Who Would You Kill to Save the World? examines how postapocalyptic cinema uses images from the past and present to depict what it means to preserve the world—and who is left out of the narrative of rebuilding society. Claire Colebrook redefines “the world” as affluent Western society and “saving the world” as preventing us from becoming the othered them who are viewed in their suffering. Colebrook further examines how the use of postapocalyptic cinema is a humanist—Western, capitalist, colonizing, white, heteronormative, and individualist—creation and challenges the notion that a world built on foundations of exploitation is worth saving.
Colebrook combines postapocalyptic fiction, concern over the global climate crisis, colonialism, and anti-Blackness to explain how contemporary postapocalypse blockbusters circulate ideas of whiteness and the right of the privileged to rebuild the world. Who Would You Kill to Save the World? is a provocative addition to the field of extinction studies and challenges the conceptual frames we use to define ourselves.
Provocations Preface 1. It’s Not the End of the World 2. Technologies of the Self 3. Save the World 4. Bifurcation Notes
Claire Colebrook is a reader in English literature at the University of Edinburgh in Scotland and the author of New Literary Histories: New Historicism and Contemporary Criticism; Ethics and Representation: From Kant to Poststructuralism; and Gilles Deleuze.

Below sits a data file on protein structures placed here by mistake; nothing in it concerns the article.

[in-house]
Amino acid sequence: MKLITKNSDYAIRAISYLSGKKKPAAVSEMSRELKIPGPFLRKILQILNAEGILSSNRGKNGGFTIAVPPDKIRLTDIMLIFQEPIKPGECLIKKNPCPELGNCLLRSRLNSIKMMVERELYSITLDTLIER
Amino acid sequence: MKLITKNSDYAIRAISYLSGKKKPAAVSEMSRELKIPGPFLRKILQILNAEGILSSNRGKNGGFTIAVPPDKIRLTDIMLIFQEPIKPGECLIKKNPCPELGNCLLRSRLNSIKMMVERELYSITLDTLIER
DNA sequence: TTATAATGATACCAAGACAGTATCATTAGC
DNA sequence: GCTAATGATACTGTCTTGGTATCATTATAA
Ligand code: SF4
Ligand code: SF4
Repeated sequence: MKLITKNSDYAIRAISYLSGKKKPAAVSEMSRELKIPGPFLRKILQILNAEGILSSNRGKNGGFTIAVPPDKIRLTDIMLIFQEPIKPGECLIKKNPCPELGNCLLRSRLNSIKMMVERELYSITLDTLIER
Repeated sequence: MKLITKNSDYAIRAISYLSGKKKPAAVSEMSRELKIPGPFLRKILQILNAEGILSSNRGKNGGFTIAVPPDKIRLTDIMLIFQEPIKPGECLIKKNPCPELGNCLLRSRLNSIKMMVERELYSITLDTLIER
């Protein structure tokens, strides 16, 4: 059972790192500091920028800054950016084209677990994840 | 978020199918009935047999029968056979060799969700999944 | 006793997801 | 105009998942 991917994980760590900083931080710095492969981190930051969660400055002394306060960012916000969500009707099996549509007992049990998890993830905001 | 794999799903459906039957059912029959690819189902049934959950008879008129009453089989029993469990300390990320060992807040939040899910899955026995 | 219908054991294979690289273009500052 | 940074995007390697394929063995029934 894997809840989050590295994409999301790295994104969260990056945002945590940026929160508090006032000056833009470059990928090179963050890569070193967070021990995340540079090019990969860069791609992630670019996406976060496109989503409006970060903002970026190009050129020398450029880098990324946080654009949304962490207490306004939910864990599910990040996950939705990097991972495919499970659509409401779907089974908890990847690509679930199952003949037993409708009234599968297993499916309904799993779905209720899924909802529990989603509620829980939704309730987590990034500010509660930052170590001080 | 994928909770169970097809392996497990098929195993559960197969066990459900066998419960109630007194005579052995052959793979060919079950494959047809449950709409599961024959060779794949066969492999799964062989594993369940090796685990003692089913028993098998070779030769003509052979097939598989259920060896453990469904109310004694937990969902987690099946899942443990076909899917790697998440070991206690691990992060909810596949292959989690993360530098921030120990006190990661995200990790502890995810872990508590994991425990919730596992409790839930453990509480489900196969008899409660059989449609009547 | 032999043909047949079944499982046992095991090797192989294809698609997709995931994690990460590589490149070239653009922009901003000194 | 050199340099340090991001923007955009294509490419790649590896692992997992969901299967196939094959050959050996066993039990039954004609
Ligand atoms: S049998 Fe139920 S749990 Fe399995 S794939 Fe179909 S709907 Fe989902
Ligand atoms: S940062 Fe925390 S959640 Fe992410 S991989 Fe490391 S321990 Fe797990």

“A crucial contribution to the field of extinction studies. Colebrook’s book challenges philosophy itself, the whole conceptual discourse that frames what ‘we’ call ‘our place’ and how this framing produced a relegated otherness named the ‘more-than-human-world.’ Her book is an efficient and convincing demonstration of the necessity to question our drive to survival.”—Frédéric Neyrat, author of The Unconstructable Earth: An Ecology of Separation
“Unfolding like a Yoshimoto cube, one seemingly stable object—the ‘end of the world’ as allegorically navigated by twenty-first-century cinema—transforms completely under Claire Colebrook’s watch, revealing a wholly new sense of its subject. At stake: the value of humanity, its claim for a right to ongoingness, the nature of attachment, and the fraught conception of the world as such.”—Eugenie Brinkema, author of Life-Destroying Diagrams